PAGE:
Calls for review into why mental health services reject some children

Categories: Health and health services and Mental health

3rd April 2017

1 in 5 referrals to child and adolescent mental health services (CAMHS) are rejected. Calls for a full review of the referral and assessment process for mental health services for children and young people have been partly answered by upcoming Mental Health Strategy.

NHS figures show that around one in five referrals was rejected in 2015, with the number affected totaling around 17,000 children and young people over the last three years. Organisations such as Barnardo's Scotland said there were "serious issues" with the process of referral to CAMHS. Local health boards are supposed to help those referred access CAMHS specialists within 18 weeks of being their referral but many have continuously missed the waiting time target.

The charity said it supported Scottish Labour's campaign for an investigation into the issue, saying it had become "increasingly concerned" after carrying out a review of its own services which support around 3,000 children and young people. Half were found to have mental health issues but three quarters of those were receiving no service from CAMHS. Barnardo's Scotland said children and young people "described losing trust in CAMHS because of the fear that they would not be seen".

Director Martin Crewe said: "Although waiting times for CAMHS continue to be an issue, it is increasingly worrying that there are significant numbers of children and young people who are not being seen at all.

These children and young people either go without support or receive limited or inappropriate help. In our experience this can be the result of something as simple as insufficient information being included on a referral form."

The charity also highlighted new research from The University of Stirling showing that the odds of being rejected were significantly higher if a child or young person was referred by a teacher or had emotional or behavioural difficulties.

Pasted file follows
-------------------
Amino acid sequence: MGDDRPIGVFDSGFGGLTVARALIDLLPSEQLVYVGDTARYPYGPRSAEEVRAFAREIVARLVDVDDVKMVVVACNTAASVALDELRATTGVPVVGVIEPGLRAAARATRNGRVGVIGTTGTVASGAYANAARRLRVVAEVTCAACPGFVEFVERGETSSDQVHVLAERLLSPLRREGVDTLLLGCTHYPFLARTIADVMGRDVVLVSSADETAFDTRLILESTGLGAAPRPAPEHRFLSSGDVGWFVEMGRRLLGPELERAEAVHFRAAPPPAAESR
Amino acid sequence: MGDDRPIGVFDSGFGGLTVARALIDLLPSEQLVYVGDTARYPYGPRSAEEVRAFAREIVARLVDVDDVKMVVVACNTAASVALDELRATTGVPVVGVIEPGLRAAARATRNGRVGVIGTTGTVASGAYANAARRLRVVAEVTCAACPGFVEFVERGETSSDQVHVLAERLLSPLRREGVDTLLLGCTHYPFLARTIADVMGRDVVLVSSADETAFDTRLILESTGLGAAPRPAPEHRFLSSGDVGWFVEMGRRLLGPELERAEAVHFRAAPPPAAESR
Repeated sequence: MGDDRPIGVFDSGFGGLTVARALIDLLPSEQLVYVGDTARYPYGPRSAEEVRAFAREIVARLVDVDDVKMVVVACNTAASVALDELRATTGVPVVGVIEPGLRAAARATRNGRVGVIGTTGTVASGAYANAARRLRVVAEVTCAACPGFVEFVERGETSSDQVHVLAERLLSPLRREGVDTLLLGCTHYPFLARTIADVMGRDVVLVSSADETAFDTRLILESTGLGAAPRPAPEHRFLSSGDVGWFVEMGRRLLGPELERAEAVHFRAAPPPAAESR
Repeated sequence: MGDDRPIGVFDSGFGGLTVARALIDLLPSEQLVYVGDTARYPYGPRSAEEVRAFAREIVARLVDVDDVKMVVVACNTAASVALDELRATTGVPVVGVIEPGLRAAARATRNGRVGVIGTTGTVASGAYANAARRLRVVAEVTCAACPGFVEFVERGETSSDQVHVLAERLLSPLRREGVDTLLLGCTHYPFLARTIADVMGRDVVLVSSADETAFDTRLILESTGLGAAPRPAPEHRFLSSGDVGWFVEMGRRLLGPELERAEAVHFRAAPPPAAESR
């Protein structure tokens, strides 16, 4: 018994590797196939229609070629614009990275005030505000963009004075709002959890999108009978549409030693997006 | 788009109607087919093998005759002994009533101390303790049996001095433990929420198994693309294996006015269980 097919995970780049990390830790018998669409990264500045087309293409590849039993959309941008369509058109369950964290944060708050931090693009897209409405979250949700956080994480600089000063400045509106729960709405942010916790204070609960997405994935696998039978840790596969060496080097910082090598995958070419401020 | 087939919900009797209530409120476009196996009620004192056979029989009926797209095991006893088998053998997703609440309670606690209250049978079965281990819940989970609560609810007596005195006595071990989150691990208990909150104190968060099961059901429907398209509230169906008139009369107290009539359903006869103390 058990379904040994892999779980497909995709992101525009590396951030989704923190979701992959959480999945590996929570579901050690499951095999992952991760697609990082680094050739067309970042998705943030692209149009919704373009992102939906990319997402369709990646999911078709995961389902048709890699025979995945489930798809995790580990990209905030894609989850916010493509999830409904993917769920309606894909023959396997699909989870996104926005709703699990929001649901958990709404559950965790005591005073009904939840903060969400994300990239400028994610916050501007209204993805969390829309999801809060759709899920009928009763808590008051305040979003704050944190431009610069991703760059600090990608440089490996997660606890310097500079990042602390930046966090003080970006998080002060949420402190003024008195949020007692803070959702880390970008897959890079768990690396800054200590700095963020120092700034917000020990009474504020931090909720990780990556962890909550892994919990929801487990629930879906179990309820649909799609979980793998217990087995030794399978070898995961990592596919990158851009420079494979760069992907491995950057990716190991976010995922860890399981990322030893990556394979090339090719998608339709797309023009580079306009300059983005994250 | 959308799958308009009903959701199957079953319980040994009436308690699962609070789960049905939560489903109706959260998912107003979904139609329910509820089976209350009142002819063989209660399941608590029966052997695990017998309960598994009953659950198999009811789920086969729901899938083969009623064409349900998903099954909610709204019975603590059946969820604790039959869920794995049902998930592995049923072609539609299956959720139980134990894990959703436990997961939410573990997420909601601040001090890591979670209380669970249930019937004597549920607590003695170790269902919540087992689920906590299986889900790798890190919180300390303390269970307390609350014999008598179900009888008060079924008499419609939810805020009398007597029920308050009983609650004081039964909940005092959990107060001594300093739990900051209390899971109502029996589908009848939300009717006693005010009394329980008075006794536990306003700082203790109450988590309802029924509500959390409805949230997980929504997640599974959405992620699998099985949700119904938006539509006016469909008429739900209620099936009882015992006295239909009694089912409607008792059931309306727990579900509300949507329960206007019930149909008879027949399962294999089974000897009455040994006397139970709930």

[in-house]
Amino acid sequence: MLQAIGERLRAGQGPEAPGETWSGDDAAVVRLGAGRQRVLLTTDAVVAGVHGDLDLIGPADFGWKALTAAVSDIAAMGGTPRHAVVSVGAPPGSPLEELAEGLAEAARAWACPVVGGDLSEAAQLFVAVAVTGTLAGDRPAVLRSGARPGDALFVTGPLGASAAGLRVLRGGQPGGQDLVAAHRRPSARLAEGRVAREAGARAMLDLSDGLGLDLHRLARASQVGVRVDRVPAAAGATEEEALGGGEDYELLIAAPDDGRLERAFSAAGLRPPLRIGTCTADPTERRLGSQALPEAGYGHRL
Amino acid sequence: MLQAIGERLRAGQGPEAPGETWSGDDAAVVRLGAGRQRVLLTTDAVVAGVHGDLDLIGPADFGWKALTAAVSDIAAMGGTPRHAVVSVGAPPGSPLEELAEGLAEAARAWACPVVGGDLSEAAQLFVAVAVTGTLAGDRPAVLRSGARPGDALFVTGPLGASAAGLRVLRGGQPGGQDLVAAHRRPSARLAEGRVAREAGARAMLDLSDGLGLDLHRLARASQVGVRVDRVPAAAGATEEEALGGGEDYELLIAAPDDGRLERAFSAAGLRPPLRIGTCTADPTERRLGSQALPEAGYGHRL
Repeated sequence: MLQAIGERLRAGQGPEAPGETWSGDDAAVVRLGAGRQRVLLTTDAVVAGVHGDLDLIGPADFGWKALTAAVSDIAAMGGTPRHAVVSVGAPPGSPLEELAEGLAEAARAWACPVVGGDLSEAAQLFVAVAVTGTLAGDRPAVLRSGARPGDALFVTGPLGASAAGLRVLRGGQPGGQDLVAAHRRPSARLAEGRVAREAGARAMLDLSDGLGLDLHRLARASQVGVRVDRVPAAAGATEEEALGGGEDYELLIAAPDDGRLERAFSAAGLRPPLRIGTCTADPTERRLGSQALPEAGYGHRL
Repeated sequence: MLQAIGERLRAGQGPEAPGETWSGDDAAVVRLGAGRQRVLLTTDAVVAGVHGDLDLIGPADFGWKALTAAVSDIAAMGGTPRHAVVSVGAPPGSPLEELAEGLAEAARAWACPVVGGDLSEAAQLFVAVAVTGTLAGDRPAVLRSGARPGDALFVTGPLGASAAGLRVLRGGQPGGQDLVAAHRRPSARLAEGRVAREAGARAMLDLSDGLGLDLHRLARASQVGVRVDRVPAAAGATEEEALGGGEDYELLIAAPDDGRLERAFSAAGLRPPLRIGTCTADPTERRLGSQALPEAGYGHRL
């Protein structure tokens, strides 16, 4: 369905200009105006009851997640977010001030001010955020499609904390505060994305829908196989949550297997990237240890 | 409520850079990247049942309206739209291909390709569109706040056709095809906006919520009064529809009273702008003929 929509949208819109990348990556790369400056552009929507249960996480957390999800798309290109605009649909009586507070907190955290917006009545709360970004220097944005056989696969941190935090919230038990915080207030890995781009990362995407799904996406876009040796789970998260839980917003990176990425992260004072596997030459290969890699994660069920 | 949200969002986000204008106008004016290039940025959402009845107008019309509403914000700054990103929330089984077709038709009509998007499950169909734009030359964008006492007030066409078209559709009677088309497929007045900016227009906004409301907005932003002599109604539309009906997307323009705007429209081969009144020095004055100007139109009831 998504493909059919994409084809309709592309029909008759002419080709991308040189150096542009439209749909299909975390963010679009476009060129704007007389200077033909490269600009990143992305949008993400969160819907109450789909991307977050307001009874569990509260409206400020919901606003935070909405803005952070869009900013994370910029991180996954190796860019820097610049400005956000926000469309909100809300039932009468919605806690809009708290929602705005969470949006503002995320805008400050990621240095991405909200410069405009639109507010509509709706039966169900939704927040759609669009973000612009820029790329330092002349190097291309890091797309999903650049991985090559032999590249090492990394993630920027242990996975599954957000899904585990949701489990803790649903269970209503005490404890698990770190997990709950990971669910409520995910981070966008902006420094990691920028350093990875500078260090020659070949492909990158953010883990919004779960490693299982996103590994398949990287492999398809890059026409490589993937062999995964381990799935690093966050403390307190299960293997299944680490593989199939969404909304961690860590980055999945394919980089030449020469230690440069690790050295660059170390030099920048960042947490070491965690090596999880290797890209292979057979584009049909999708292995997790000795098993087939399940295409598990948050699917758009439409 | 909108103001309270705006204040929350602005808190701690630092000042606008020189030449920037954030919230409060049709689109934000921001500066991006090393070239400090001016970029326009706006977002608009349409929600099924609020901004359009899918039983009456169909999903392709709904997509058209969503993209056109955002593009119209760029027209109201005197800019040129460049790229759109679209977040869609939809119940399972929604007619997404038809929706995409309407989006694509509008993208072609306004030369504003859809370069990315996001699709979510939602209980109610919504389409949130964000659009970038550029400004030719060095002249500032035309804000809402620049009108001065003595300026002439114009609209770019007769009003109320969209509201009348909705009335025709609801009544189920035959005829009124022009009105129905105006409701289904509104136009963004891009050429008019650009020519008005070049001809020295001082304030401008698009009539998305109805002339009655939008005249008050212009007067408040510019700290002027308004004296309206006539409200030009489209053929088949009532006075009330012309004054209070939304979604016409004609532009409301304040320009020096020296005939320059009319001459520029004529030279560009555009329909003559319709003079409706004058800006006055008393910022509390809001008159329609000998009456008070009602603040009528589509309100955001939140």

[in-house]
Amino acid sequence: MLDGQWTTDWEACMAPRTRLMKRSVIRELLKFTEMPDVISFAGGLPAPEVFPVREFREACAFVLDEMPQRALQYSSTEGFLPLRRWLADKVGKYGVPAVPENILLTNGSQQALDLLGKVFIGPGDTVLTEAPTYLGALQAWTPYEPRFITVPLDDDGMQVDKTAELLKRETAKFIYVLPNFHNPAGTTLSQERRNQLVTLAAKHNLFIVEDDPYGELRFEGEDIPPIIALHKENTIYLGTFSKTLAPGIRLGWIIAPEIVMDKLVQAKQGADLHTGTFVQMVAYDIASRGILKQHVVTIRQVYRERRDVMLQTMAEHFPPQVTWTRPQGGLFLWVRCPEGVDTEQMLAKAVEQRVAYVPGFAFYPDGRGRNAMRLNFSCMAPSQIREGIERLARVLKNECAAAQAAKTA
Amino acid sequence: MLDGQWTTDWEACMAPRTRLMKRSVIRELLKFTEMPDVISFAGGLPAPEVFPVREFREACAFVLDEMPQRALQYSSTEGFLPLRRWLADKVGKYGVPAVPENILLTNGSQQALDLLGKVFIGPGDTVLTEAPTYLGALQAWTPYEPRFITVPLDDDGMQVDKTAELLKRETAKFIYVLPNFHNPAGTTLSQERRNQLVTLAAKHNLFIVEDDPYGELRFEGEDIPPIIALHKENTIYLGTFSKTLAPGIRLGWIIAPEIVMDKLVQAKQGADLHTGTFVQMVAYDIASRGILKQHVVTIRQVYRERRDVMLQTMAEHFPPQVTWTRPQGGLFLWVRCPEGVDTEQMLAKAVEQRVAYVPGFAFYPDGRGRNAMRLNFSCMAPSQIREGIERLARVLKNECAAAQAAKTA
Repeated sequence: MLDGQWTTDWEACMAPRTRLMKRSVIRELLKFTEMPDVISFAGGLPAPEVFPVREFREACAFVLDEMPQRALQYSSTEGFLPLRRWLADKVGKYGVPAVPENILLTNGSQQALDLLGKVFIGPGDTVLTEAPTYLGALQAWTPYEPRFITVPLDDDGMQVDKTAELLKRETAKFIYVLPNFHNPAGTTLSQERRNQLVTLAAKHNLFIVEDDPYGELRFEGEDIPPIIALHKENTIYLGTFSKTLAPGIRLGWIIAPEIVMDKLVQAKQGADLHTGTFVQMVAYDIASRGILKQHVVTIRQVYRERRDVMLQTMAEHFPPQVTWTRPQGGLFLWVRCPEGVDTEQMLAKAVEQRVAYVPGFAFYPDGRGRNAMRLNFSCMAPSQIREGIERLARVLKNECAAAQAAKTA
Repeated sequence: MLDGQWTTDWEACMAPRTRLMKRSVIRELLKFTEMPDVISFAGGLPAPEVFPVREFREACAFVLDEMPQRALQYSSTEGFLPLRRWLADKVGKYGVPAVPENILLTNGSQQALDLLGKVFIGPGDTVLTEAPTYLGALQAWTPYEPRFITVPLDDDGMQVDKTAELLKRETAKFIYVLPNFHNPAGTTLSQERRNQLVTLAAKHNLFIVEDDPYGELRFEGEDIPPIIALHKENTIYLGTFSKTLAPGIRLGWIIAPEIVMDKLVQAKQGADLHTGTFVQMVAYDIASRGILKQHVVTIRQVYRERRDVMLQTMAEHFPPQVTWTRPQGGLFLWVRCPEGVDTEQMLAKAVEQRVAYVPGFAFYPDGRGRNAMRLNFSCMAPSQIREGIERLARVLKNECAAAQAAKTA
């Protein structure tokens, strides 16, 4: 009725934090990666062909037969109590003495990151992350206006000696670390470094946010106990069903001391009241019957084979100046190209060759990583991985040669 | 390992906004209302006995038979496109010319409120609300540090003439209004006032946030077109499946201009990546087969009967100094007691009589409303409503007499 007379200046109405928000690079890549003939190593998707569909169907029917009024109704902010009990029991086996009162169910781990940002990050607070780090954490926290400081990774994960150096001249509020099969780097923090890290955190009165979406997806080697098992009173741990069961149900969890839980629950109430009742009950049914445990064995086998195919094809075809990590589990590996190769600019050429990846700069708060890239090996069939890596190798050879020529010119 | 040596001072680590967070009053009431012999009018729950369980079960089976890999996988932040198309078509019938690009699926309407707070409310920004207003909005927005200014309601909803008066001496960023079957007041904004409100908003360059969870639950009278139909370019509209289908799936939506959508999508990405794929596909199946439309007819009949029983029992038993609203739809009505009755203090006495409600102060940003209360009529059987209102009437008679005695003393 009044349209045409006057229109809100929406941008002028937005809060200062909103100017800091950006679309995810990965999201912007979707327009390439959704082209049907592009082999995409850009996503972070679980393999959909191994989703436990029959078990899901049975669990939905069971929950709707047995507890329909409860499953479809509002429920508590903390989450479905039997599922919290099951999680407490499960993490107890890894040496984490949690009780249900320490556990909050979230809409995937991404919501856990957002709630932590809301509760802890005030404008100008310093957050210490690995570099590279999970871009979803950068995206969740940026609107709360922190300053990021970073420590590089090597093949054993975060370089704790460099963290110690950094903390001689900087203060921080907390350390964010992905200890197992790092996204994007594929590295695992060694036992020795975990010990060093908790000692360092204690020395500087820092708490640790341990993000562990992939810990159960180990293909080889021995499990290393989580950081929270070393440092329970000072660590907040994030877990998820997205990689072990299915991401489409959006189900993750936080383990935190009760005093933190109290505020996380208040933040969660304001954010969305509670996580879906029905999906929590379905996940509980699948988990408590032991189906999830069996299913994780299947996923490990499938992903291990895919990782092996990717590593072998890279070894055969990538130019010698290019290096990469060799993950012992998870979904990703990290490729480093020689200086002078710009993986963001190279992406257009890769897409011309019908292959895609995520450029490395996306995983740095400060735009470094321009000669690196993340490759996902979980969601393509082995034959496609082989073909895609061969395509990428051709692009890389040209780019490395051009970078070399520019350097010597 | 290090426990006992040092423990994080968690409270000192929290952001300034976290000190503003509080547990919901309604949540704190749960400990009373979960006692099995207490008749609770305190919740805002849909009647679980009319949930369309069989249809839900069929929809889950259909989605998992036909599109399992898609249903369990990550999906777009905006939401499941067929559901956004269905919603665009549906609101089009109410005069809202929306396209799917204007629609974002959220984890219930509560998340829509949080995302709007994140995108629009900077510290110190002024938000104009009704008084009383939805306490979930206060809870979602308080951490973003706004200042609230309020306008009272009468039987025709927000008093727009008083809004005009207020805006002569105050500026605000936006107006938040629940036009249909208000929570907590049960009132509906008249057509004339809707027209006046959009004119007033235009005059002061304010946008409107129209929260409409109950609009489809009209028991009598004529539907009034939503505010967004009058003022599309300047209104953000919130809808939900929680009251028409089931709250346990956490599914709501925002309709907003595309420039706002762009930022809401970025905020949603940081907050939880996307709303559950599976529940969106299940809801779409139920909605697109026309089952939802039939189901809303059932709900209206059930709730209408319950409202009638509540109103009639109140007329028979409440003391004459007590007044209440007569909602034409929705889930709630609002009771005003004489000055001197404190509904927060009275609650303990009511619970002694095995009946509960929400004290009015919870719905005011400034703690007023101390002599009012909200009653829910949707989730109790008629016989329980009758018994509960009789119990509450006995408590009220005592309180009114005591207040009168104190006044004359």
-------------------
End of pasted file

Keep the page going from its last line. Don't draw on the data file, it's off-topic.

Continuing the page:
Scottish Labour's Monica Lennon MSP said: "It's shocking enough that one in five children in Scotland are having to wait far too long for mental health treatment, but this new research indicates that many children and young people are not able to access specialist treatment at all.

"Many children across Scotland in need of mental health care are clearly not able to access the help they need, and I urge the SNP Government to listen to Barnardo's Scotland's call for a complete review of the referral process."

Following pressure from charities and a parliamentary question asked by Conservative MSP Graham Simpson, First Minister Nicola Sturgeon has announced an audit of rejected referrals would now be commissioned as part of the Scottish Government's 10-year mental health strategy.

"All children who are referred to specialist child and adolescent mental health services are assessed on an individual basis," Sturgeon told MSPs. "If, as a result of an assessment, a clinician did not believe that CAMHS was the best course, we would expect the child to be referred to an appropriate service.

"As the chamber is aware, the minister for mental health will next week bring forward our new 10-year mental health strategy. I am able to tell the chamber today that an early action of that strategy will be to commission an audit of rejected referrals.

"Its findings will help to ensure that children are being referred to the right services and that those services can provide the help that children need."

Reacting to the first minister's announcement, the Scottish Children's Services Coalition said it was pleased. A spokesperson for the coalition, which includes charities such as Who Cares? Scotland and Action for Sick Children Scotland, said:

"The findings from this audit will help to ensure that children and young people are being referred to the right services and that those services can provide the help that they need, when they need it.

"It is estimated that 50% of mental health problems are established by the age of 14 and 75% by the age of 24, so the sooner we can identify these mental health problems the sooner we can prevent them developing further and also assist in the key Scottish Government strategy of closing the educational attainment gap."

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